cook like steve schimoler

Home ec meets shop class.

According to Steve Schimoler, chef/owner of the wonderful  Crop Bistro & Bar, this dish is a super summertime appetizer, and can be easily prepared a day ahead. He shares that a Causa is basically a potato salad, but with different twists and presentations. Before you start this recipe, you will need to go to the hardware store or kitchen specialty store.  To do the stacks that you see in many recipes or restaurant presentations, you need to have something to serve as a mold. An inexpensive option for the molds uses PVC pipe that you can find at a hardware store. All you need to do is buy a length of pipe as small as 2 feet long, although they will probably want to sell you a standard pipe that is six to eight feet long. You want a 2 inch inner dimension size pipe. At a good lumber yard or hardware store, they may cut it for you, but if not you will need to have a hack saw ready to cut it yourself. To make the molds, simply measure the pipe into 3 inch lengths and cut the pipe into as many segments as you desire. The result is pipe segments that are 3 inches high and 2 inches wide. The edges will be rough so use a fine grit sand paper and smooth all the edges very well, then run them through the dish machine to clean them well. These PVC molds are very useful for many different cold molded foods. Do not attempt to use them in any cooking applications.  Molds are also available in specialty kitchen stores like Williams Sonoma or Sur La Table.


  • Chicken (4 large bone in breasts)
  • Purple Potatoes 10 each
  • Tomatoes (diced) 1 cup
  • Kalamata Olives (pitted and diced) ½ cup
  • Capers (minced) 4 tsp
  • Garlic (minced)  2 tsp
  • Olive Oil ½ cup
  • White vinegar ¼ cup
  • Dijon Mustard 4 TBSP
  • Salt  2 tsp
  • Pepper ground 1 tsp
  • Balsamic Vinaigrette  ½ cup ( see recipe below)
  • Cumin Powder 2 tsp
  • Chili Powder 2 tsp
  • Garlic salt 1 tsp


For the chicken: Preheat the oven to 350 degrees. Wash and dry the chicken breasts and combine the cumin, chili and garlic salt in a small bowl. Mix the spices and then sprinkle the mix equally over the skin side of the chicken. Roast the chicken for 18 to 20 minutes until the juices run clear and the skin is well crisped. Let the chicken rest and cool, it can be refrigerated until ready to use in the next steps.

For the Potatoes: Cut the Potatoes into ½ to ¾ inch cubes, place in boiling water and cook for approximately 15 minutes until fork tender. Drain the potatoes and place in a mixing bowl. Add the olive oil and white vinegar, Dijon mustard, salt and pepper. Use a hand potato masher and mash the potatoes till well blended but still chunky. Let the mixture cool.

Make the balsamic vinaigrette (below) and set aside.

Dice the olives, tomatoes and mince the capers and garlic, and combine in a bowl.

To assemble the dish: Begin by rubbing the insides of the PVC mold with some olive oil just to coat the surface. Place the molds on a tray or large plate and scoop 3 TBSP of the potato mix into the molds and press down firmly. Sprinkle 2 TBSP of the tomato, olive, caper and garlic mix into each mold and press down. Add more of the potato mixture to fill the rest of the mold and press down firmly. Place in the refrigerator/chest freezer for minimum 1 hour so the set up and can be un molded easily. Using your fingers, pull all the chicken meat and skin from the bones and continue to pull the meat apart so it looks evenly shredded. Be sure to use all the skin, you may want to use a knife to julienne the skin. When ready to serve, remove the molds from the refrigerator and place one on each plate. Carefully push the filling down while you are pulling the mold upwards and off. They should un mold easily. Place approximately 2 TBSP of the pulled chicken on top of each stack and sprinkle some of the extra around the base of the molds. Sprinkle some of the remaining tomato and olive mix around the plate then drizzle 1 to 2 oz. of the balsamic vinaigrette on the stacks and around the plates. Serve immediately.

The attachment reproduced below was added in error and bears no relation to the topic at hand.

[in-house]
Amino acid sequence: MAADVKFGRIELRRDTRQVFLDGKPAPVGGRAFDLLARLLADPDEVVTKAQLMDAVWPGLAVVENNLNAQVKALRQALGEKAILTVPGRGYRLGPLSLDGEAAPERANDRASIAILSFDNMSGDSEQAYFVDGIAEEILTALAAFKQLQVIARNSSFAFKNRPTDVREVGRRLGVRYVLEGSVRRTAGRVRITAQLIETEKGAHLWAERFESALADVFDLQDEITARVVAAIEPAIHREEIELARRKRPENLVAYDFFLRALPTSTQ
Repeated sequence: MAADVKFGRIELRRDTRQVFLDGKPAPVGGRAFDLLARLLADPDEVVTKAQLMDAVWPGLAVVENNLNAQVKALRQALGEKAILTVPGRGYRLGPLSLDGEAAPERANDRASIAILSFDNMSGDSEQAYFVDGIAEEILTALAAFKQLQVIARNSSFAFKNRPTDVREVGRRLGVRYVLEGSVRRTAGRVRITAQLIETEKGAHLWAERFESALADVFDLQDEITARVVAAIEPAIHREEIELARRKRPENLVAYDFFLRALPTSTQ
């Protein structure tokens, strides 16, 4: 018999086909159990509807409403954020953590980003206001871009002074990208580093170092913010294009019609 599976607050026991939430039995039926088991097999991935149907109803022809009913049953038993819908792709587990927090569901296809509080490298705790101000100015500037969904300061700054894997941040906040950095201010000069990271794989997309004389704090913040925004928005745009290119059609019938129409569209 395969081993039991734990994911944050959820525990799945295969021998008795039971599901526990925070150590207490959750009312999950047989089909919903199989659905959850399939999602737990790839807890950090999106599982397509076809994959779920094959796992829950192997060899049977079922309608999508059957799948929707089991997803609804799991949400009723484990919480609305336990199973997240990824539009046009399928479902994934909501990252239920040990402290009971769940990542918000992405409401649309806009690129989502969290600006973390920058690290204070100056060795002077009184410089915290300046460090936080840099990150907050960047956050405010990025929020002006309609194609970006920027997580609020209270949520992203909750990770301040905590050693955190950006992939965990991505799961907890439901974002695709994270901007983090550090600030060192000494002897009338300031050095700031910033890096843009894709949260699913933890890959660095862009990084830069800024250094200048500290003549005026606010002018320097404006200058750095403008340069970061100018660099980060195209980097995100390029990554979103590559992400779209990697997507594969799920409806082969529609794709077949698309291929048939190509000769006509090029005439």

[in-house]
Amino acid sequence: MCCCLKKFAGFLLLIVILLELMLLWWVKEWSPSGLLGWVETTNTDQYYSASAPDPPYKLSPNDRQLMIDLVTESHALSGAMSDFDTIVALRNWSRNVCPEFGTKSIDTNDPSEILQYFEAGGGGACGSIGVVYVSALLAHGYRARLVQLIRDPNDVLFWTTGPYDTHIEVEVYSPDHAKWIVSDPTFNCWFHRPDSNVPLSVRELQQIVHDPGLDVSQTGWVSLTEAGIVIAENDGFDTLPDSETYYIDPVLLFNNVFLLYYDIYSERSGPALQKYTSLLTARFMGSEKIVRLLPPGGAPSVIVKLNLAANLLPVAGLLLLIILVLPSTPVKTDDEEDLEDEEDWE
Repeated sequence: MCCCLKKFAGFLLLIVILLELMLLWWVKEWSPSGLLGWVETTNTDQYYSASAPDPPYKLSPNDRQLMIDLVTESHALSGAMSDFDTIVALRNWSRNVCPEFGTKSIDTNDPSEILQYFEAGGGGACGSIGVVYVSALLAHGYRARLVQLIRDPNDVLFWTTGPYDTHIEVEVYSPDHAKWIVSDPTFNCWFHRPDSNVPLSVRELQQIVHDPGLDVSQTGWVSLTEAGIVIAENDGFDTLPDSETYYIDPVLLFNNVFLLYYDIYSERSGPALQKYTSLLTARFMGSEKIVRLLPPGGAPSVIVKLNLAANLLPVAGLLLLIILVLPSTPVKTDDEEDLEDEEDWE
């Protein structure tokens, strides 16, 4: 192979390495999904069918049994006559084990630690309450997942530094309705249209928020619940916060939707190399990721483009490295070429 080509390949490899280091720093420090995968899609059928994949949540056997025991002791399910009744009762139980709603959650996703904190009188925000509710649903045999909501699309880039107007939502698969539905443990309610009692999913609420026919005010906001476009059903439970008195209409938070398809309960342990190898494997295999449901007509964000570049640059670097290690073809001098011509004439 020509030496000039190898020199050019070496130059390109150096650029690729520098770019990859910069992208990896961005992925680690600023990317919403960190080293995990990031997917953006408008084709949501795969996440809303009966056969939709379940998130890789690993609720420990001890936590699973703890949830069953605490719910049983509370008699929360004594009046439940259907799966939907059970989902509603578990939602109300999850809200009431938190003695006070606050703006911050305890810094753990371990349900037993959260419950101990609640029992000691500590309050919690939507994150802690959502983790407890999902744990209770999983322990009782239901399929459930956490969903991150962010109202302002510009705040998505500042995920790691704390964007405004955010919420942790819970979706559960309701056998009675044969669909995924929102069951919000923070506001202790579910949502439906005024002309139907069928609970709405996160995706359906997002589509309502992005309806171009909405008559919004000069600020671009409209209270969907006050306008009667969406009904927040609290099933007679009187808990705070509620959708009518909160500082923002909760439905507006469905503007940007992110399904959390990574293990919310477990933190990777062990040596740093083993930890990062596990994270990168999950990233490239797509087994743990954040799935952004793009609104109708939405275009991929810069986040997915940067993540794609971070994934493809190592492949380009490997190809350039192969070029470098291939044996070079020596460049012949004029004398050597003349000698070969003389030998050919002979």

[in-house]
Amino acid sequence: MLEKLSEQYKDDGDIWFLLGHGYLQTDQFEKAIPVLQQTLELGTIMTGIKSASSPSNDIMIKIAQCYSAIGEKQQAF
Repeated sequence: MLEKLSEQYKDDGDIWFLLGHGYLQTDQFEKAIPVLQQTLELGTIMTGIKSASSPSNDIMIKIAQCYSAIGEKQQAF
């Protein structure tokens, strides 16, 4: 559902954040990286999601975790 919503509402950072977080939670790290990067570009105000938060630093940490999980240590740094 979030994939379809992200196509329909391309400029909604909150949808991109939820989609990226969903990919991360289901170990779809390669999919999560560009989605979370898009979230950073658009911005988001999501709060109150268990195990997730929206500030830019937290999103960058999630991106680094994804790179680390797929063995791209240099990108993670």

Balsamic Vinaigrette

  • Olive oil 1 cup
  • Balsamic Vinegar 1/3 cup
  • Dijon Mustard 3 TBSP
  • Fresh Basil (finely minced) 1 TBSP
  • Salt  ½ tsp
  • Pepper ½ tsp

For the dressing: Combine the oil, balsamic, Dijon, basil, salt and pepper in a mixing bowl. Using a wisk, vigorously wisk till the dressing is completely blended and deep mahogany in color. Set aside in clean container or refrigerate till needed.


Heinen's Logo PMS 350 & 209This post was sponsored by Heinen’s. Anne Somoroff, the wine consultant for the Pepper Pike store, offers a few suggestions to pair with Steve’s dish. Her first is the MA.SA.GA California Syrah  ($13.99). It’s a full-bodied red with softer tannins. Smooth and round, she says it’s great with the sweetness of the balsamic, plus the olives, tomatoes and  spices.

The DOMAINE DE LA MORDOREE ROSE, Rhone Rose  ($16.99), is a medium-bodied lush rose with berry flavors  which counters the salt of capers/olives and cumin spices. The round fruitiness accentuates vegetables in the dish.

Finally, ESTAMPA VIOGNIER/CHARDONNAY, a Chilean white ($9.99) for its full-bodied fruit that counters salty capers and olives and spice in this dish. Bright acidity in wine compliments the vegetables. The bright acidity helps to carry vinaigrette and roundness of wine accentuates creaminess of potatoes and in general, dry and crisp wine pairs well with chicken.


  1. Posted April 20, 2010 at 2:16 pm | Permalink

    I’ve heard you can also make molds with tuna or other cans by taking off the top and bottom of the can. For some reason using PVC in food prep weirds me out. You can also buy them online, I have a set I received as a gift with various sizes. But I rarely use them as my home cooking isn’t that fussy.

    sime rings

  2. Posted April 20, 2010 at 2:17 pm | Permalink

    Some rings, that is.